Launcher10 and Live Tiles on Android

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One of the biggest reasons why users love Windows Phone and Windows 10 Mobile is the front end UI - the multi-size live tiles (most of which still work). And I was struck by the example below, put up on Twitter by Mike Latham, one of my followers there. There's plenty to see and comment on, plus I'll put in the relevant links below. Could making Android's app launcher look and feel like Windows 10 Mobile be a valid way forward? I give it a try anyway...

Here's the tweet that started me thinking. And Mike has - obviously - put a lot of effort into customising his Launcher10 install


Very nice Mike. Apologies for taking up a lot of vertical space in this feature with his example, but in this case a picture may well be worth a thousand words.

You'll note that, even more so than under Windows 10 Mobile, many tiles don't shown information of any kind. It all depends on the application and how it's been implemented. 

  • Twitter is a disappointment - seeing latest tweets scrolling through used to be a highlight of my Windows experience. Ditto Pocket Casts, which should show a currently playing (or a new) podcast through its artwork.
  • But there are good examples of Launcher10 tiles which do show information and even animate. Outlook, Facebook, Photos (of course), Contacts, and the Play Store. Plus, with some creative tile resizing, you may not even notice that many of the familiar icons are static.
  • It's slightly unreal to see titles like Lightroom and Google Pay within a 'Windows' Start screen, but that's the promise of Launcher10...

Still there's enough here for me to try Launcher10 for myself. It's installed in the usual way through the Play Store and then - in my case - can be made the phone's default launcher (when you use the home button or gesture) in Settings/Apps:


My layout is above, left. Not as sophisticated as Mike's layout, but I'm just trying the system on a test phone here, so I haven't got anywhere near as many applications installed. I was disappointed again by how few tiles had animation or information - note that Email here is different from Mike's Outlook, with the latter supporting proper live tile function. Photos is the clear highlight here, and note that you can make tiles as large or as small as you like (by tapping and holding to get the options, just as on Windows Phone, though in this case there are sliders to adjust height and width).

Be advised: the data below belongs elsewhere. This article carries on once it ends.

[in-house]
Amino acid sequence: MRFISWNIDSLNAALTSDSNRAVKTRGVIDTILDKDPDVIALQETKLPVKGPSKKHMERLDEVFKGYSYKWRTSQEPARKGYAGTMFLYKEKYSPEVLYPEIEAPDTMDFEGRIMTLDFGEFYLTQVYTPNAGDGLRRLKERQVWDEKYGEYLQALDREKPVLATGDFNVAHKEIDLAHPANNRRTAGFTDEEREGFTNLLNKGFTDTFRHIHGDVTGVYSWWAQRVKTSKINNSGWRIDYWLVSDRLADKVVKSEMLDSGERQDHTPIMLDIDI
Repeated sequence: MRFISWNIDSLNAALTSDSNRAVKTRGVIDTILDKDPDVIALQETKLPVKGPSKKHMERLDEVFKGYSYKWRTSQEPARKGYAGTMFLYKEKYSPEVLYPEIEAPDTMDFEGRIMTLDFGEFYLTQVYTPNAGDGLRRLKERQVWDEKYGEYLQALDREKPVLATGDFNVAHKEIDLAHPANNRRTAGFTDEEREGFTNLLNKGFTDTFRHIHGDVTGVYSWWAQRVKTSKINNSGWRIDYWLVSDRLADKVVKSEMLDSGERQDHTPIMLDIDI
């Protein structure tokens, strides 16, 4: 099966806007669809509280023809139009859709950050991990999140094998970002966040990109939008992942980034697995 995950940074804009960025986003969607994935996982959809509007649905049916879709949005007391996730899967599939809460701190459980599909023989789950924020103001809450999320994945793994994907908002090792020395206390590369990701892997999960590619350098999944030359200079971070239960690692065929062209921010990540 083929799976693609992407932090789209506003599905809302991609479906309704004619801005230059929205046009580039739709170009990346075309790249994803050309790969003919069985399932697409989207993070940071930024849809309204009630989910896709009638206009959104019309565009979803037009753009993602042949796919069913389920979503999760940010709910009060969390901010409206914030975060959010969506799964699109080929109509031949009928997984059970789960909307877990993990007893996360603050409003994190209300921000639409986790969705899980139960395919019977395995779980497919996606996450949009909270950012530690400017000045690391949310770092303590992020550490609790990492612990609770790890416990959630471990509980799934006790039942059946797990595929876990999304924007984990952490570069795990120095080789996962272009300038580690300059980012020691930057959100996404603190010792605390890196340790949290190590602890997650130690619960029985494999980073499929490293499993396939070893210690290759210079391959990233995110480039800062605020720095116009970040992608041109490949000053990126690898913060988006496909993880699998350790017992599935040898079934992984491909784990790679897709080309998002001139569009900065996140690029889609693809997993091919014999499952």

Rather touchingly, the 'All Apps' list from Windows phones is mimicked, above right, so picking an application that's not on the Start screen is also easy - you can even tap on a letter to get an alphabetic grid, to jump to a particular (other) letter. And long pressing on an application name gives the familar 'Pin to Start'!


Launcher10 has its own Preferences, shown here - with more options than on the original Windows phones, interestingly. Note that the live tiles (i.e. animations and information display) are a premium feature - though with a 14 day trial that I took advantage of in order to try the system out, here.

My takeaways then, after (admittedly only) a day with Launcher10:

  1. For anyone who's addicted to the Windows Phone/Windows 10 Mobile Start screen, then this utility provides a good, though not perfect, way to get the same home UI on Android. But at least you can get the phone interface more familiar than when thrust straight into Android's homescreen layouts.
  2. If you do go down this route then factor in the £5 purchase, as you will need the premium 'live tiles', even though many applications don't support this functionality - it's worth it for the apps that do.
  3. After having used both Windows phones and Android phones extensively over the last decade, I wouldn't recommend Launcher10 necessarily. In fact, I wouldn't recommend any Android replacement launcher. I usually suggest that users at least try to work with the launcher provided by the manufacturer, since these are rarely egregious, can easily be tamed in terms of widgets and icons, and the OS will be optimised for that launcher. So, on a Samsung phone, for example, I use Samsung's launcher, on a LG phone I use LG's, and so on. Whichever way you go, you're going to need to spend an hour fiddling around getting everything the way you like it, so why not go for the defaults, which should consume the least resources?

There's also the Microsoft Launcher for Android, which I reviewed here. It surfaces many Microsoft apps and services more easily, though in an Android-ish way. Well worth a look, though like Launcher10 here, it's more of an 'add-on' and thus you can never rely on its resource usage on the phone.

Comments welcome - have you used Launcher10?